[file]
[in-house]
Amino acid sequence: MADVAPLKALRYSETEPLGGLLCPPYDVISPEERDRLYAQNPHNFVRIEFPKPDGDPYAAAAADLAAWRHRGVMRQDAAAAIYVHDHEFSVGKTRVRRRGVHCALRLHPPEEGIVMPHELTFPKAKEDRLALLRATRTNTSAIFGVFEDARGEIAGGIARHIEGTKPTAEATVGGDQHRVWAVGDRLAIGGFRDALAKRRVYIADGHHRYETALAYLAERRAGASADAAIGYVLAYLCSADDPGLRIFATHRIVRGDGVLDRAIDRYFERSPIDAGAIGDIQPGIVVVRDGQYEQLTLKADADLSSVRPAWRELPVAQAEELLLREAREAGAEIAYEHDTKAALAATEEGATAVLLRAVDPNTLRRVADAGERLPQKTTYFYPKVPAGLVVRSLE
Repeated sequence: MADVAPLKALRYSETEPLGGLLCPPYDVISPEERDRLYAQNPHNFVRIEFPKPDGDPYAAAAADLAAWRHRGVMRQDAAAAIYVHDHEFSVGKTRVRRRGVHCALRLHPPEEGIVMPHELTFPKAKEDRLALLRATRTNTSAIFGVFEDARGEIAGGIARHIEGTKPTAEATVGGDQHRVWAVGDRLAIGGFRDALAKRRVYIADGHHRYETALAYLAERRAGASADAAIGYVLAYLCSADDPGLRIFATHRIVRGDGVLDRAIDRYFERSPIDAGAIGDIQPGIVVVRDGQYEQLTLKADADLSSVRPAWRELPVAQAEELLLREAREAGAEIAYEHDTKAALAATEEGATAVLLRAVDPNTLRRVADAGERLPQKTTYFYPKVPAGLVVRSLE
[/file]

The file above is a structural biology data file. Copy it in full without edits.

[in-house]
Amino acid sequence: MADVAPLKALRYSETEPLGGLLCPPYDVISPEERDRLYAQNPHNFVRIEFPKPDGDPYAAAAADLAAWRHRGVMRQDAAAAIYVHDHEFSVGKTRVRRRGVHCALRLHPPEEGIVMPHELTFPKAKEDRLALLRATRTNTSAIFGVFEDARGEIAGGIARHIEGTKPTAEATVGGDQHRVWAVGDRLAIGGFRDALAKRRVYIADGHHRYETALAYLAERRAGASADAAIGYVLAYLCSADDPGLRIFATHRIVRGDGVLDRAIDRYFERSPIDAGAIGDIQPGIVVVRDGQYEQLTLKADADLSSVRPAWRELPVAQAEELLLREAREAGAEIAYEHDTKAALAATEEGATAVLLRAVDPNTLRRVADAGERLPQKTTYFYPKVPAGLVVRSLE
Repeated sequence: MADVAPLKALRYSETEPLGGLLCPPYDVISPEERDRLYAQNPHNFVRIEFPKPDGDPYAAAAADLAAWRHRGVMRQDAAAAIYVHDHEFSVGKTRVRRRGVHCALRLHPPEEGIVMPHELTFPKAKEDRLALLRATRTNTSAIFGVFEDARGEIAGGIARHIEGTKPTAEATVGGDQHRVWAVGDRLAIGGFRDALAKRRVYIADGHHRYETALAYLAERRAGASADAAIGYVLAYLCSADDPGLRIFATHRIVRGDGVLDRAIDRYFERSPIDAGAIGDIQPGIVVVRDGQYEQLTLKADADLSSVRPAWRELPVAQAEELLLREAREAGAEIAYEHDTKAALAATEEGATAVLLRAVDPNTLRRVADAGERLPQKTTYFYPKVPAGLVVRSLE